- Boundary with Paraphilic Disorders: The core feature of Compulsive Sexual Behavioural Disorder is a persistent pattern of failure to control intense repetitive sexual impulses or urges resulting in repetitive sexual behaviour that results in marked distress or impairment in functioning. Paraphilic Disorders, on the other hand, are characterized by persistent and intense patterns of atypical sexual arousal manifested by sexual thoughts, fantasies, urges, or behaviours and have resulted in actions toward individuals whose age or status renders them unwilling or unable to consent or are associated with marked distress or significant risk of injury or death. If an individual with a Paraphilic Disorder is able to exercise some degree of control over the behavioural expressions of the arousal pattern, an additional diagnosis of Compulsive Sexual Behavioural Disorder is generally not warranted. If, however, the diagnostic requirements of both Compulsive Sexual Behavioural Disorder and a Paraphilic Disorder are met, both diagnoses may be assigned.
- Boundary with the effects of psychoactive substances, including medications: Use of specific prescribed medications or illicit substances (e.g., dopamine agonists such as pramipexole for Parkinson Disease or Restless Legs Syndrome or illicit substances such as methamphetamine) can sometimes cause impaired control over sexual impulses, urges or behaviours due to their direct effects on the central nervous system, with onset corresponding to use of the substance or medication. Compulsive Sexual Behaviour Disorder should not be diagnosed in such cases.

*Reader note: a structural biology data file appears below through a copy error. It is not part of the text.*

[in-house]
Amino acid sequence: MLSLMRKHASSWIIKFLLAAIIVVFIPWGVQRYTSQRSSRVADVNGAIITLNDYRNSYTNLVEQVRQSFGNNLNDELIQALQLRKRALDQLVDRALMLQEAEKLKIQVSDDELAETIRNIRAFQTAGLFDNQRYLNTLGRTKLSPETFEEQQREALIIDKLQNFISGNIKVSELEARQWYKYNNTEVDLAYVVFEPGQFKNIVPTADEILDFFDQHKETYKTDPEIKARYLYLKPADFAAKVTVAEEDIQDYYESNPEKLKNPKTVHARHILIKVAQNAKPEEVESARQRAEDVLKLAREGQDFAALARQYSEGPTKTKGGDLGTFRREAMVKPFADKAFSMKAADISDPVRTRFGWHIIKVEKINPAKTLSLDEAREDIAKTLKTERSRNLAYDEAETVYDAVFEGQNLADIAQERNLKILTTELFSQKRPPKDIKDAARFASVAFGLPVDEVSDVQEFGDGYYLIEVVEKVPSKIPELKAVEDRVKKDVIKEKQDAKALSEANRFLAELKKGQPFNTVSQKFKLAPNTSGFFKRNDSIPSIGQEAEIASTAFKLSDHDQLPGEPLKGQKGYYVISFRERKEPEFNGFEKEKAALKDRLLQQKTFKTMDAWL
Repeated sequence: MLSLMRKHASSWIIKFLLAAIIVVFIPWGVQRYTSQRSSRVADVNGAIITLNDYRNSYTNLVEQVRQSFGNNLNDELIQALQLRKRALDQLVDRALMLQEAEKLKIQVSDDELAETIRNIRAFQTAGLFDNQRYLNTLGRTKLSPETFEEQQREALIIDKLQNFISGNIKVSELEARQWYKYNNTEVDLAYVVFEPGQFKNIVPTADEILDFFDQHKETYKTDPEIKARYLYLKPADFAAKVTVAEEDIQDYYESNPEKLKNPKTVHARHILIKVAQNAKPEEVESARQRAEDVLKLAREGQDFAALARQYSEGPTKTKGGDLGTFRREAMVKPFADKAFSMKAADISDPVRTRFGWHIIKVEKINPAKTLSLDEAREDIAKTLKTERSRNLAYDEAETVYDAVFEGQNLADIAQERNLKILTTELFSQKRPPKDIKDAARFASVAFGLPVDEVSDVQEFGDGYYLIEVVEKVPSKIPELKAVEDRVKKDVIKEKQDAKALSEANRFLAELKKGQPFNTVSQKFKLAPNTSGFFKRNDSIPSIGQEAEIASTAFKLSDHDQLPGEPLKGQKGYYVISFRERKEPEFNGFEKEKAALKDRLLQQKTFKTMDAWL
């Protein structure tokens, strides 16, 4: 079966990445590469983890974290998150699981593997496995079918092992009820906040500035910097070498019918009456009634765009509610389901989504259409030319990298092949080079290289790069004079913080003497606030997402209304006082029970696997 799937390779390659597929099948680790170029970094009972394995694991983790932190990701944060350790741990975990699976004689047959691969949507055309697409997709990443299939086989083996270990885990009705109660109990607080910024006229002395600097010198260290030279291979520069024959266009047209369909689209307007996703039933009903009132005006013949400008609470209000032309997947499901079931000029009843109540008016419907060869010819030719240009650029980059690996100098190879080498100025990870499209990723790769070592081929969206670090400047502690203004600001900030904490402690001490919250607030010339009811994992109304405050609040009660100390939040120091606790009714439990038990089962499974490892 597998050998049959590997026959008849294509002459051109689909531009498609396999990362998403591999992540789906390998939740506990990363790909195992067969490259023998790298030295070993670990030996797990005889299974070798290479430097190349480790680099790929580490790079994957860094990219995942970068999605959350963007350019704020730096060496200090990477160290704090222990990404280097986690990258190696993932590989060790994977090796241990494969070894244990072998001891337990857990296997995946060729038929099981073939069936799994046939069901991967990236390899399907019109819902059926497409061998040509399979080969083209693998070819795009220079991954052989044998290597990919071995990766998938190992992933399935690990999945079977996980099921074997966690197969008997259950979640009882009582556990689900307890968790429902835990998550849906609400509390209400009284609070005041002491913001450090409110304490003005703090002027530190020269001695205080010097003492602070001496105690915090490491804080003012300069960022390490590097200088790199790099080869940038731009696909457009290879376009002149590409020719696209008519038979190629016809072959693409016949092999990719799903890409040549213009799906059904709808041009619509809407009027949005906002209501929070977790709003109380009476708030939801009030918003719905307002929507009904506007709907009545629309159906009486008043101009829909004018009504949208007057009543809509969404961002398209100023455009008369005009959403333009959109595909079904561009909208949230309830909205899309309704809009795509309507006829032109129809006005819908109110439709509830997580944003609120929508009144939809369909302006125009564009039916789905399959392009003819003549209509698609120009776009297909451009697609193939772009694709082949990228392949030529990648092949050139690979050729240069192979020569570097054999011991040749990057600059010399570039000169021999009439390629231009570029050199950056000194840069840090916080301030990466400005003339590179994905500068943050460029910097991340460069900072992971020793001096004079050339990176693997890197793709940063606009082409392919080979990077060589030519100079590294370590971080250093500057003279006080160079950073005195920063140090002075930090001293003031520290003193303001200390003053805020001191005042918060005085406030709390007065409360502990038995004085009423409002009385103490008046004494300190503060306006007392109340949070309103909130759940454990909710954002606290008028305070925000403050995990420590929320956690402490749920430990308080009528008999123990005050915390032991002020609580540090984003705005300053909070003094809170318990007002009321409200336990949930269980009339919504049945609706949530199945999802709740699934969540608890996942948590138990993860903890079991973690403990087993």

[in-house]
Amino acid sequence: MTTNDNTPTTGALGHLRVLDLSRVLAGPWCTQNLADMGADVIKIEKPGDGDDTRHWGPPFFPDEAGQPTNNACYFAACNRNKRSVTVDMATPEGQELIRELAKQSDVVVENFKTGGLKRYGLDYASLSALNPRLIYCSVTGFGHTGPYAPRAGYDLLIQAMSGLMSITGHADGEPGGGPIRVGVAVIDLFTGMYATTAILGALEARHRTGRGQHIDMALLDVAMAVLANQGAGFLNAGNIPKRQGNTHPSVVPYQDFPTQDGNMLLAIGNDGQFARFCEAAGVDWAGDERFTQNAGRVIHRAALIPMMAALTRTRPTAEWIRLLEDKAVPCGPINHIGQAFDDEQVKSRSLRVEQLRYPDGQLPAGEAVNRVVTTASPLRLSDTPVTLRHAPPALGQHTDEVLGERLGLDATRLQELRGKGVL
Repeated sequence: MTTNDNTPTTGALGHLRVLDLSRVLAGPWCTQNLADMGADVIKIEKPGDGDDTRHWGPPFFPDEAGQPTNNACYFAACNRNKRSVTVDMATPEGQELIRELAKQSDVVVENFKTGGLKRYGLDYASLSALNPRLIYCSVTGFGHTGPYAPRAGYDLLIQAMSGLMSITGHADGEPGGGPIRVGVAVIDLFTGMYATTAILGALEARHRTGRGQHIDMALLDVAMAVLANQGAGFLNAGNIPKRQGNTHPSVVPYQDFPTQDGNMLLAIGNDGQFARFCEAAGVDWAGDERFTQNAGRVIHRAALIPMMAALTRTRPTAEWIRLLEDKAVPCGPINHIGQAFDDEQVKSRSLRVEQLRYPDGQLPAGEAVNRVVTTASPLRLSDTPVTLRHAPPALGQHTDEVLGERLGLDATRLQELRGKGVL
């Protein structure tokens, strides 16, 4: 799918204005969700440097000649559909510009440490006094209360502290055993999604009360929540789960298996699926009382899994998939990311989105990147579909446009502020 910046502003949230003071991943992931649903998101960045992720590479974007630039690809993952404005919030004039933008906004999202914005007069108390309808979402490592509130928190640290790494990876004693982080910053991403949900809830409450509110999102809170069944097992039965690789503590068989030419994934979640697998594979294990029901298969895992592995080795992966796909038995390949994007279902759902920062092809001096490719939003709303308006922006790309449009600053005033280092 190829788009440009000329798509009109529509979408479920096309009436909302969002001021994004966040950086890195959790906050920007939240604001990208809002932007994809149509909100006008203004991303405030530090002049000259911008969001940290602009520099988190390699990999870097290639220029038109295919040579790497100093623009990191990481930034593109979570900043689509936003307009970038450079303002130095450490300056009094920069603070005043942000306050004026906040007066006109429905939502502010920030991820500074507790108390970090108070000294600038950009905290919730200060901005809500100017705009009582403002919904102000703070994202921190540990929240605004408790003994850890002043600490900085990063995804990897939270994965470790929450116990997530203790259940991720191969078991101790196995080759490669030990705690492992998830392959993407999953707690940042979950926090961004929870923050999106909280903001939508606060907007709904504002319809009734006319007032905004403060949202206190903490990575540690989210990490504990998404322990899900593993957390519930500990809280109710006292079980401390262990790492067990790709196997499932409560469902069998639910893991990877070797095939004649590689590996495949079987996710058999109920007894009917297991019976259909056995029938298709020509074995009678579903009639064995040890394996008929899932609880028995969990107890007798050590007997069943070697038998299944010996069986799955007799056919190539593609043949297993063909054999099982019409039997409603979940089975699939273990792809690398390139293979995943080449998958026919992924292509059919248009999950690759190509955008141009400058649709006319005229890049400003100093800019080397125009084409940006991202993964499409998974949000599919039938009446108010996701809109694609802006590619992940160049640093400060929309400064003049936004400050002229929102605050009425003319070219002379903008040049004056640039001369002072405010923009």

- Boundary with Disorders Due to Substance Use: Episodes of impulsive or disinhibited sexual behaviour may occur during substance intoxication. At the same time, co-occurrence of Compulsive Sexual Behaviour Disorder and substance use is common, and some individuals with Compulsive Sexual Behaviour Disorder use substances with the intention of engaging in sexual behaviour or to enhance pleasure from it. Distinguishing between Compulsive Sexual Behaviour Disorder and repetitive patterns of substance use with associated sexual behaviour is therefore a complex clinical judgment based on an assessment of the sequencing, context, and motivations of the relevant behaviours. A diagnosis of Compulsive Sexual Behaviour Disorder may be assigned together with a Disorder Due to Substance Use if the diagnostic requirements for both disorders are met.
- Boundary with Dementia and medical conditions not classified under Mental, Behavioural or Neurodevelopmental Disorders: Some individuals with Dementia, Diseases of the Nervous System, or other medical conditions that have effects on the central nervous system may exhibit failure to control sexual impulses, urges or behaviours as a part of a more general pattern of disinhibition of impulse control due to neurocognitive impairment. A separate diagnosis of Compulsive Sexual Behaviour Disorder should not be assigned in such cases.